Book Review: The Upanishads

The Upanishads

The Upanishads by Eknath Easwaran
My rating: 5 of 5 stars

The Upanishads are one of the oldest Vedic scriptures of Hinduism / Sanatana dharma. The Upanishads are also known as Vedanta as they are taught in the end while imparting Vedic knowledge. Originally these are written in Sanskrit and are very difficult to grasp or understand as it requires high proficiency of Sanskrit. This book comes with simple translation of the shlokas in English which is easy to comprehend and understand.

The book covers 10 + 1 principle Upanishads rekindled by Shankara and also has briefs on 4 of the more recent Upanishads. The format is as follows: Each Upanishad is introduced in some detail by the author highlighting some of the key aspects and shlokas of the Upanishad as well as some elaboration on it. In the second part, the shlokas are presented, translated in English. This give the reader an opportunity to think and interpret the shlokas from their own perspective. Some Upanishads are short and succinct whereas others are comparatively longer and more descriptive. Some are conversational (Katha, Prashana) while others seem more poetic (Chandogya, Shvetashvatara, Aitareya).

Content wise, it is a treasure! The Upanishads are very crisp with respect to the message they want to convey to the reader. The word Upanishad means “to sit down near a teacher”. Thus, mostly its content is in the form of a dialog between a seeker and a Guru. The seeker / student asks some of the pressing questions which are answered in detail by the Guru. This type of dialog format makes it interesting and easy to grasp the message. Also the questions asked are some of the questions we might sometimes think of, for example, What happens to a person when he dies?, What is our true Self?, How can the Self be realized?, Can one be immortal?, What is the cause of the universe?, What is the true power of our body? etc. Thus, the Upanishads are the perfect scriptures for the curious, the learners, the explorers and the seekers!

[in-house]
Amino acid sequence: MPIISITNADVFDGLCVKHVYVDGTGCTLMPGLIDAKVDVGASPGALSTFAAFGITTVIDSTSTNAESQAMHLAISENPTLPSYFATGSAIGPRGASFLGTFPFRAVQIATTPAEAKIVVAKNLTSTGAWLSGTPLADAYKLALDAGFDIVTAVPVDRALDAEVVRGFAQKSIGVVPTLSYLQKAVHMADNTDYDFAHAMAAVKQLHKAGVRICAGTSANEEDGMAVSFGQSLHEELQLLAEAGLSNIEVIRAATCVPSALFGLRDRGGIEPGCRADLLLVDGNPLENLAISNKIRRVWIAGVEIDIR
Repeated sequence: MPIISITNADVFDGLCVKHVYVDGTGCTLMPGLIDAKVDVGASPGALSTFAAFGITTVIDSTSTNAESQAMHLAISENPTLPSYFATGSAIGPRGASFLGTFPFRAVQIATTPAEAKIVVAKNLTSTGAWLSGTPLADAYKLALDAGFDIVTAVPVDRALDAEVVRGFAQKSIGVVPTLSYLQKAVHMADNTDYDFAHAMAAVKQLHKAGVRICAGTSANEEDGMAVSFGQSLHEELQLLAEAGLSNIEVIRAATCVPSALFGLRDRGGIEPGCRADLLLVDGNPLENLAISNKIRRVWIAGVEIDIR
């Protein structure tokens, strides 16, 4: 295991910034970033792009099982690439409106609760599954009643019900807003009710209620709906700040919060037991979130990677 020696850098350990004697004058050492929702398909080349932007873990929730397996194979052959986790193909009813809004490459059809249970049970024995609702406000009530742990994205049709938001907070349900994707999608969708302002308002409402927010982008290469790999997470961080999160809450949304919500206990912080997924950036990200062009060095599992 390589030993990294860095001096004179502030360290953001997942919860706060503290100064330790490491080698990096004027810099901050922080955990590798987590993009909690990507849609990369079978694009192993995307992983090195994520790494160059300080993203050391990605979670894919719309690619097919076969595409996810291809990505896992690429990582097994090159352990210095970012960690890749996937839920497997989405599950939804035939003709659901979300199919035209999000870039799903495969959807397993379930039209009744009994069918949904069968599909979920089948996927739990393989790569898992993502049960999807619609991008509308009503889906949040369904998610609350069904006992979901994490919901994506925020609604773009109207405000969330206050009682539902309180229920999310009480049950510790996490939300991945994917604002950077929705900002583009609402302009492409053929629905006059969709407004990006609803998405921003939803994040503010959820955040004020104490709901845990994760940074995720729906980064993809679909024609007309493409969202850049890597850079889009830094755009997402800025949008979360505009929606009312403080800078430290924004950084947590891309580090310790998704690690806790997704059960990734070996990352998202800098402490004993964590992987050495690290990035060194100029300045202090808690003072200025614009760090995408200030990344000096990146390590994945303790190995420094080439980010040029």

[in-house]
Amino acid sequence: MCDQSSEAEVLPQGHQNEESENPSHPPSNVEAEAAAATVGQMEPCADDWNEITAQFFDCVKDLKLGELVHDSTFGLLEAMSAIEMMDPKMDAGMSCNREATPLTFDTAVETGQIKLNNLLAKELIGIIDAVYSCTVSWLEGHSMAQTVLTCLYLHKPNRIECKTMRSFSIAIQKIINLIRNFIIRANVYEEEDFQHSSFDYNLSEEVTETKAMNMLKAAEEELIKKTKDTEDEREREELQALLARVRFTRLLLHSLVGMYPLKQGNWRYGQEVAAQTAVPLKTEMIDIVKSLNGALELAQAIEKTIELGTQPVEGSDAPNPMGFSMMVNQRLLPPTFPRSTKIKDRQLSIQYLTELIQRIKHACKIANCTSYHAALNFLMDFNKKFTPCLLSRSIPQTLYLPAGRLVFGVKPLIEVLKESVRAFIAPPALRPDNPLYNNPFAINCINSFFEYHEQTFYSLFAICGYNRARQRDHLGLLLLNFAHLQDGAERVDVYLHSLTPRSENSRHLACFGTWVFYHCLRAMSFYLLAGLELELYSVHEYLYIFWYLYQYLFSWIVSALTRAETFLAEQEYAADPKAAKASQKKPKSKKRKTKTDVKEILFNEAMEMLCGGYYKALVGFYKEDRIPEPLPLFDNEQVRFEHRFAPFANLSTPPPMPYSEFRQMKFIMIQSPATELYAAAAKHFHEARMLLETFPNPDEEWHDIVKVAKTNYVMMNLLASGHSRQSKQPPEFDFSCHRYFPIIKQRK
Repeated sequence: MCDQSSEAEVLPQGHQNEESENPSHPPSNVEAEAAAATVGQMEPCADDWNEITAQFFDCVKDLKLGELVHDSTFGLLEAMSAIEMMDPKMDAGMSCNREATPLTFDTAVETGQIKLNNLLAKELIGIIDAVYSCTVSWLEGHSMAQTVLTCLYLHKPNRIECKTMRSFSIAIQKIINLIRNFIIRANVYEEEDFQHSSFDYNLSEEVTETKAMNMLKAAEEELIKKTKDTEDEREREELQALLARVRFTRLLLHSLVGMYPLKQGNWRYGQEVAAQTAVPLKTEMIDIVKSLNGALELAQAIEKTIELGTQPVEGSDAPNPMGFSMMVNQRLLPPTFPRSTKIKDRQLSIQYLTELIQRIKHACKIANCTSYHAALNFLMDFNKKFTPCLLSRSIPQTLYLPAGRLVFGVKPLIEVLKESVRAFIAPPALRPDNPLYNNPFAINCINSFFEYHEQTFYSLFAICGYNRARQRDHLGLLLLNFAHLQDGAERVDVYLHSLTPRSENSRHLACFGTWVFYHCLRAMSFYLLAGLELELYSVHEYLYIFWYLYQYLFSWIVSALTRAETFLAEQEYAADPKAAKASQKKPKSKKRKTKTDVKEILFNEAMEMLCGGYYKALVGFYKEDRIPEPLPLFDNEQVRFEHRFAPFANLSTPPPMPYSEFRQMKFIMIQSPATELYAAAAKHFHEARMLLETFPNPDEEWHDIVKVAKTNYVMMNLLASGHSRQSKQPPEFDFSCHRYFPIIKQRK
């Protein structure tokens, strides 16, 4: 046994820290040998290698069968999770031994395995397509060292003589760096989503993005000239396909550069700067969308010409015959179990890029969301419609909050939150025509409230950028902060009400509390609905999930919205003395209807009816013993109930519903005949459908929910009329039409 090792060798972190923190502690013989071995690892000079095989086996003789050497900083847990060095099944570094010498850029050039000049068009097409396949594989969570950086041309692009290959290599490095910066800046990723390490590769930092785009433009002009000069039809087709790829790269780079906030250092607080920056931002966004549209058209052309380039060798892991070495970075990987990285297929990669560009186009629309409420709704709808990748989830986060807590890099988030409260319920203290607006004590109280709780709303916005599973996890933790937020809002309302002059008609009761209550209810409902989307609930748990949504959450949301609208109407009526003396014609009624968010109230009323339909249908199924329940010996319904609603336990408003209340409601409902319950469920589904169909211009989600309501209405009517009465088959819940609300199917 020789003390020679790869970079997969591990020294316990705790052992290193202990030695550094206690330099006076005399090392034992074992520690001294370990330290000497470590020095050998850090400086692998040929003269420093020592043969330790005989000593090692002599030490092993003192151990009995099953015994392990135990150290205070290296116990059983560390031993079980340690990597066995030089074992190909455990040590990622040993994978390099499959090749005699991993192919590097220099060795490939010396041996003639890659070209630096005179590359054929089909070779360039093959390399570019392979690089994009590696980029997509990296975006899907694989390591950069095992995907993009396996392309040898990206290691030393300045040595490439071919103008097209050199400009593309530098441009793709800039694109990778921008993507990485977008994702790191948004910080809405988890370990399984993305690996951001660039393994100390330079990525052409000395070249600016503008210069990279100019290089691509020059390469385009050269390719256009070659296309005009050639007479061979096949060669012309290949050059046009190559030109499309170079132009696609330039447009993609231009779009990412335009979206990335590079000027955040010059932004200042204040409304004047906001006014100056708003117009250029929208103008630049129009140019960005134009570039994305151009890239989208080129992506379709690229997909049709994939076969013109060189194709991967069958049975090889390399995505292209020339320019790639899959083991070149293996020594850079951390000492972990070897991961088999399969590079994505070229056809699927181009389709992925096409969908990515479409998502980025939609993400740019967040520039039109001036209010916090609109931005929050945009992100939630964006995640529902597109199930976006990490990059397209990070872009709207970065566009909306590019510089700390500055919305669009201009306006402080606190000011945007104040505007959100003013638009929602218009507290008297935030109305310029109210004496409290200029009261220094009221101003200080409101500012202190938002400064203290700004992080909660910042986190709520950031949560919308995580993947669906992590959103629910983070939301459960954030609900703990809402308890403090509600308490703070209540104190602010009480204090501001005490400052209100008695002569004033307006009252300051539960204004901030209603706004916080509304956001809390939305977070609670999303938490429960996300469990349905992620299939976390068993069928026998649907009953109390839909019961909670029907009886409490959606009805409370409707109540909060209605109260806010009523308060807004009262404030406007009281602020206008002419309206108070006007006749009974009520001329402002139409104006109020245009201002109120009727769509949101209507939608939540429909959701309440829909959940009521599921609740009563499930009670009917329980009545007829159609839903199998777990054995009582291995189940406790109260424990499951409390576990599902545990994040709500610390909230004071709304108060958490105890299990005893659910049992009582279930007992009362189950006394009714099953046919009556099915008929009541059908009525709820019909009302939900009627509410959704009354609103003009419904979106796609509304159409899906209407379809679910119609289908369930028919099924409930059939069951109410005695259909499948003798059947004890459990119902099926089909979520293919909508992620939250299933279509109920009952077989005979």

Each Upanishad has a key message to convey. Collectively the Upanishads’ main idea is the importance of Self-Realisation and how it can be achieved. This core message is conveyed across all the conversations in the Upanishads. Also I like the way in which it’s so scientific and logical and inspires the seeker to try out the techniques in order to obtain the expected results. It gives the autonomy to the seeker to choose their path and also foretells that they will get the results accordingly. It is not a scripture which says “thou should do this!”